A General Ledger (GL) contains every financial transaction recorded during any given account period (also known as account cycle). Nowadays, businesses record their account data electronically on software such as QuickBooks. But, before records were stored electronically, businesses hand wrote all their transactions in what we call “books” for each account. All these books combined were called General Ledger (GL). General Ledgers use the double-entry system of accounting. This means that for every transaction, it will be recorded on two different accounts. After a General Ledger is complete, it is then used to create financial statements.
Fortunately, accounting based software exists today. This means that business owners, accountants, or bookkeepers can spend less time manually inputting financial transactions, spend more time growing their business, and analyzing that data to make important financial decisions. There are tons of affordable accounting software options on the market today, such as QuickBooks. We recommend taking the time to research what type of features that are offered throughout the software that best fits your company’s needs. There is no need to buy the costliest software with a multitude of features that do not apply to your company. Last but not least, we recommend having an accountant who is familiar with that software set it up for you. Improper setup can cause hours of pressing the ‘delete’ button.
Before anything is posted in General Ledger, it is first recorded in journals, also known as the “Books of Original Entry.” Nothing is posted in the GL before being recorded in its original journal. Every financial account has an assigned journal to it, and every time you record a transaction, it is called making a “journal entry.” Generally speaking, this is where a bookkeeper comes in handy. Although this job may sound monotonous, it is incredibly important. Depending on the size of your company, you may have a team of bookkeepers inputting daily transactions or a sole bookkeeper.
Double Entry System of Accounting
Every time a transaction is recorded, it will be recorded twice in two separate accounts. It will be debited to one account and credited to another. Every account is going to have two columns: Credits to the left and debits to the right. Depending on the nature of the account, they will either increase or decrease. There are five types of main accounts: Assets, Liabilities, Income, Expenses, and Equity. Remember, for every transaction you record (whether that may be a sale or purchase); it’s going to be recorded in at least 2 of those main five accounts. For example: Say you own a convenience store, and you are out of beer. You buy $1000 worth of beer wholesale from the factory- your cash account is going to decrease $1000. This is shown by crediting the account on the right-hand side for that amount. Now, you have $1000 worth of beer to sell, so your asset account is going to be debited on the left-hand side for that amount. Now the books are balanced. If the books come out with a number other than 0 by the end of a cycle, an error was made during a journal entry.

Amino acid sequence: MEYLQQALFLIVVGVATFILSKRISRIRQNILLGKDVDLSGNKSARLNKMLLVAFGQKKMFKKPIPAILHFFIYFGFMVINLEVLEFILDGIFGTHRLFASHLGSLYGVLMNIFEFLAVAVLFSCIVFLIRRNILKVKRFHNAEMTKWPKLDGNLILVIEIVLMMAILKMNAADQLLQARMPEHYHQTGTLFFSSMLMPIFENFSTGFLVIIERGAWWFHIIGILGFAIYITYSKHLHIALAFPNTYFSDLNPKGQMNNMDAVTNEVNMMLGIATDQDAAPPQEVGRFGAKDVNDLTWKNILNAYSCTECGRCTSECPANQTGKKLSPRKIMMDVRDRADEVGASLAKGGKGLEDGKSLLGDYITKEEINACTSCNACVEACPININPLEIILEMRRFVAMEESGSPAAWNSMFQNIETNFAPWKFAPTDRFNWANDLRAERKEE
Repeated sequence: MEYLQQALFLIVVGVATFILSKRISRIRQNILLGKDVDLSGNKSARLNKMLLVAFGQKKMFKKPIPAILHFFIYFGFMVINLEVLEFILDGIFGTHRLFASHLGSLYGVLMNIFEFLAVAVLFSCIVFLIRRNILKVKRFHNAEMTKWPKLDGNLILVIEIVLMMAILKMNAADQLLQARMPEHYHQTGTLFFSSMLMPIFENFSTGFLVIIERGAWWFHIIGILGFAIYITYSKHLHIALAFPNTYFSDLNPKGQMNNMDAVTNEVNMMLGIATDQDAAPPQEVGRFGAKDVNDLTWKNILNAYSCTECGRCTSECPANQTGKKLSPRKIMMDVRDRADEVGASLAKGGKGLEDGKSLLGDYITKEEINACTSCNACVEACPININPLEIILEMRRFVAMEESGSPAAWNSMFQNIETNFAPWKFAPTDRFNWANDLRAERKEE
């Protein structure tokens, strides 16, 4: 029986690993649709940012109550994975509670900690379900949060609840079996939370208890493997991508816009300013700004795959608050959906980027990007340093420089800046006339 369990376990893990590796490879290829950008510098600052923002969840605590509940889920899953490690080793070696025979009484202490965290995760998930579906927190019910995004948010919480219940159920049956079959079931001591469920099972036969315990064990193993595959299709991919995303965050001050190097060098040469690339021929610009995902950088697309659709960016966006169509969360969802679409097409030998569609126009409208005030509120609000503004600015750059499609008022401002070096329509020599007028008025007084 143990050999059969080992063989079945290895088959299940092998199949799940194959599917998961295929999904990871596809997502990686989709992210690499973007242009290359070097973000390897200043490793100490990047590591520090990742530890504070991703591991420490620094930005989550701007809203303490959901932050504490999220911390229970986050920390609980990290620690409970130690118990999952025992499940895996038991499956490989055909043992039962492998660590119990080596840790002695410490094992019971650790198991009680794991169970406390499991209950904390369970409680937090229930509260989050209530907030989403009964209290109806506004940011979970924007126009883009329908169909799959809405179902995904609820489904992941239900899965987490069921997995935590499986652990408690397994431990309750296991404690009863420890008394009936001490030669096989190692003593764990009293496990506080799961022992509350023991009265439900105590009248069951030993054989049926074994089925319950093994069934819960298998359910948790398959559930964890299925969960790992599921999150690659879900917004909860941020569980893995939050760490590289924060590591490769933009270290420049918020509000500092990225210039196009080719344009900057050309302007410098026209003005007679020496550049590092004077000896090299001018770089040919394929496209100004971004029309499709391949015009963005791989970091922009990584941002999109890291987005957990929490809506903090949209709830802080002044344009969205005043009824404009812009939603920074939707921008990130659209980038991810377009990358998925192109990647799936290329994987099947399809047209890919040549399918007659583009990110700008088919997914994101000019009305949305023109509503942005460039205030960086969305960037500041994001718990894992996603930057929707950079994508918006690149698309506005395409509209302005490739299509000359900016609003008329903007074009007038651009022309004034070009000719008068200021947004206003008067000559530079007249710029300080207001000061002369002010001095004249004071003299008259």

It’s the end of the accounting cycle, and you are ready to create your financial statements. More times than not, some errors were generated during journal entries. This is the purpose of a trial balance. The word “trial” is what it sounds like. It’s a list of all the accounts with the balances next to them. This is where you can see if any mistakes were produced when debiting and crediting accounts using the Double Entry System of Accounting. Remember, the balance must be zero, or an error has been created. By completing a trial balance, you are one step closer to producing exact financial statements. The larger your company grows and depending on the nature of your sales, (a house cleaning company vs. a supermarket), your accounts will differ. The house cleaning company which offers a single service, is going to have a much less complicated GL compared to the chain supermarket that has hundreds of vendors and employees. Be prepared for when your company grows!About Complete Controller® – America’s Bookkeeping Experts Complete Controller is the Nation’s Leader in virtual bookkeeping, providing service to businesses and households alike. Utilizing Complete Controller’s technology, clients gain access to a cloud-hosted desktop where their entire team and tax accountant may access the QuickBooks™️ file, critical financial documents, and back-office tools in an efficient and secure environment. Complete Controller’s team of certified US-based accounting professionals provide bookkeeping, record storage, performance reporting, and controller services including training, cash-flow management, budgeting and forecasting, process and controls advisement, and bill-pay. With flat-rate service plans, Complete Controller is the most cost-effective expert accounting solution for business, family-office, trusts, and households of any size or complexity.